> <tr><td>19<td>a<td>Fetch A
> <tr><td>1a<td>dup<td>Duplicate T
> <tr><td>1b<td>over<td>Fetch S
> <tr><td>1c<td>push<td>Store into R
> <tr><td>1d<td>a!<td>Store into A


> <tr><td>1e<td>nop<td>Do nothing
> <tr><td>1f<td>drop<td>Store T nowhere
> nop</table>


> <p> Another advantage of the 5-bit instruction is ease of decoding. A
> tree of NAND and NOR gates lead from the instruction bus to the enable
> for each register. This is facilitated by the limit of 10 lines to be
> routed: each bit and its complement.
> </body>
> ---
> <head><title>Chuck Moore's 25x Forth Multicomputer Chip</title>
> <meta name=description content="A parallel computer with 25 computers
> on a chip. An on-chip network goes off-chip to array even more
> computers.">
> <meta name=keywords content="microcomputer, microprocessor, parallel,
> network, array, memory, coprocessors">
> </head><body bgcolor=#d0ffd0>


> Updated 2001 June
> <h1>25x Microcomputer</h1>
> An array of 25 microcomputers on a 7 sq mm die.


> <h1>Features</h1><ul>
> <li>.2 sq mm asynchronous microcomputer core
> <li>5 x 5 array of cores: 60,000 Mips
> <li>5 horizontal, 5 vertical parallel interconnect buses: 180 Ghz
> bandwidth
> <li>Specialized computers to interface off-chip.
> <li>Max power 500 mW @ 1.8 V, with 25 computers running


> <li>100mAh battery life is 1 year, with 1 computer running throttled
> <li>64-pin SOIC: mirrored pin-out to 4ns cache SRAM
> <li>Array chips on 2-sided PCB</ul>


> <h1>Description</h1>
> Availability of the tiny (.2 sq mm), asynchronous <a href=X18.html>X18
> microcomputer core</a> naturally suggested arraying it on a chip. Its
> extremely low power (20 mW) made that feasible. A 5x5 array was chosen
> to fit on a 7 sq mm die, the smallest available prototype, though
> larger arrays are possible. 25 computers running at 2400 Mips is a
> total of 60,000 Mips. An unlimited supply.


> <p>Communication among the computers is provided by a network with 5
> horizontal and 5 vertical buses. Each computer has 2 bus registers to
> access a horizontal and a vertical bus. Each bus is 18-bits wide and
> can run at 1 GHz. All 10 buses can be active at once connecting a
> 20-computer subset. So total bandwidth is 180 GHz.


> <p>Each computer can customized. Registers are added to the 16
> processors at the edge of the array and connected to package pins. Each
> computer is responsible for a particular interface. Protocols are
> implemented with software.<ul>
> <li>SRAM controller
> <li>Flash controller
> <li>4 serial controllers


> <li>USB controller
> <li>D/A controller
> <li>A/D controller</ul>
> After booting from ROM, the computers await code downloaded from one of
> these interfaces.


> <h1>Pinout</h1>
> Chosen to be the mirror image of an 18-bit cache memory chip. This is
> the fastest memory available, with 4 ns access. Its package is a
> 100-pin SOIC. The 18-bit Multicomputer thus has 256K words of external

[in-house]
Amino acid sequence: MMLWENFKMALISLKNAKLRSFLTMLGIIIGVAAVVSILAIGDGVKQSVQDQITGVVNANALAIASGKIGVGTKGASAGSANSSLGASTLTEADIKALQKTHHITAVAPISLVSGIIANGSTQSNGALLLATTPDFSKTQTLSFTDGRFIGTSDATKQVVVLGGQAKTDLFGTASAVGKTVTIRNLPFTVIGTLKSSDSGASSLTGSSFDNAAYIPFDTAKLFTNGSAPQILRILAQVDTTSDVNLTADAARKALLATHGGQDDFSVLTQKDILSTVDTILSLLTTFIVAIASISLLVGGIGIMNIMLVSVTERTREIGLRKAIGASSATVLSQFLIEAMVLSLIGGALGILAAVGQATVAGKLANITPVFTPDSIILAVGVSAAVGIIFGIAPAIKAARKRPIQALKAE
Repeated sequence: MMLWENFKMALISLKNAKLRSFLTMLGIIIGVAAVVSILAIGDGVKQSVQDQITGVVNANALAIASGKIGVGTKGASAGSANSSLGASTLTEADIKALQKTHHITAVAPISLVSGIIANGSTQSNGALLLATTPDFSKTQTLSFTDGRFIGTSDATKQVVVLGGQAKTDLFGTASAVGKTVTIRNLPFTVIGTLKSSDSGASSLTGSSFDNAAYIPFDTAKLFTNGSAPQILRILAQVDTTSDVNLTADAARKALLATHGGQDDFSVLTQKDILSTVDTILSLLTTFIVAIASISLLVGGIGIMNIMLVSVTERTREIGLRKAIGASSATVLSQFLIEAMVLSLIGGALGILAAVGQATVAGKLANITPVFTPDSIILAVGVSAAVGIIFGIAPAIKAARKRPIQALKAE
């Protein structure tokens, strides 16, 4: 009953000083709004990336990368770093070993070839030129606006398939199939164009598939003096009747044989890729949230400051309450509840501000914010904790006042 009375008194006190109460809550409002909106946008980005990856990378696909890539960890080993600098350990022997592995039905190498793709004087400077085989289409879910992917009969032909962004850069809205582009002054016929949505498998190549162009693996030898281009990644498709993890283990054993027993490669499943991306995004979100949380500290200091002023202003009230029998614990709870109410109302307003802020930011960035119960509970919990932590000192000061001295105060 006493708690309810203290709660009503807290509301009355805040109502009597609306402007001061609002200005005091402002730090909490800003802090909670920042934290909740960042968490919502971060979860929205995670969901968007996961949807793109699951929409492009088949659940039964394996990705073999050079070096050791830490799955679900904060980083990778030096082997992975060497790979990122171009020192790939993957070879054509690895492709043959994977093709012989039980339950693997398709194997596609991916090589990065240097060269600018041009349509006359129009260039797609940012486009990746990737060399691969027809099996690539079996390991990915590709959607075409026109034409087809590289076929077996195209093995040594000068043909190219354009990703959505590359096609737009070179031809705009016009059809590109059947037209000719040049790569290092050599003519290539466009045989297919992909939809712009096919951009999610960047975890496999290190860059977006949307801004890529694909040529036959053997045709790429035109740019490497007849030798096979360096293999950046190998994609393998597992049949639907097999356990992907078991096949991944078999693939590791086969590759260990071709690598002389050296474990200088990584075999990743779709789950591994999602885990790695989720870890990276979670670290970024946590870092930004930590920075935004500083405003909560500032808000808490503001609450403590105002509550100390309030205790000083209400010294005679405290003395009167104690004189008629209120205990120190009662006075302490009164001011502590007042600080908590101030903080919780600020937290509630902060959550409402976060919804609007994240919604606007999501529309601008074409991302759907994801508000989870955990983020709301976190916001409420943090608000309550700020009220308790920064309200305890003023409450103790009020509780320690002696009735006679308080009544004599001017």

> memory in 1 chip.


> <p>Putting the Multicomputer chip on the top of a 2-sided PCB and the
> SRAM chip on the bottom gives a very small footprint. A decoupling
> capacitor is the only other component needed. An array of such pairs is
> a multicomputer board. Connecting Multicomputer to SRAM is trivial,
> with mm traces. Routing for power and a serial network is also easy.
> Computers load code from the network.


> <p>A parallel computer with 60Gips nodes! Power is determined by the
> SRAM.


> <h1>Cost/Availability</h1>
> The chip is awaiting funding. If interested, contact <a
> href=(E-Mail Removed)>chipch...@min dspring.com</a>


> <p>A 7 sq mm die, packaged, will cost about $1 in quantity 1,000,000.
> Cost per Mip is 0.


> <p>25 prototypes can be obtained from <a
> href=http://www.mosis.com>MOSIS</a> for $14,000 with 16 week
> turn-around. The TSMC .18um process has monthly submissions.
> </body>
> ---


Maybe an important note.

ONLY the diagonal needs the X[],Y[] and *SPECIAL* C[] register ( each
is unique for parallel ram access, a 4 x 4 x MemWidth multiplex for
maybe four Direct RAM Bus DRAMS)

the other ( 200+ nodes are used for programmable multiplexing)

Night all'

maw

---

> > > the other ( 200+ nodes are used for programmable multiplexing)


> > in my hypothetical super scalable parallel architecture ,
> >
> > stack_machine_id[A/B-select, [ A[0..15]] or B[0==self or ZERO ID
> > ,1..15]]
> > in self mode the program may programmatically generate message routing
> >
> > machine code for a DirectMemoryAccess ( DMA) like transfer of data.
> > INTRA-PROCESSOR vs INTER-PROCESSOR data transfer.
> > ( at least three states, a[0..15], b[0..15] or self[0..15]
> >
> > I am IBM.

>


'self' represents the /diagonal/ ( of Mr. Moore's modified 25x model),
as within this posting's previously mentioned use of the term
/diagonal/.


---

REPOSTED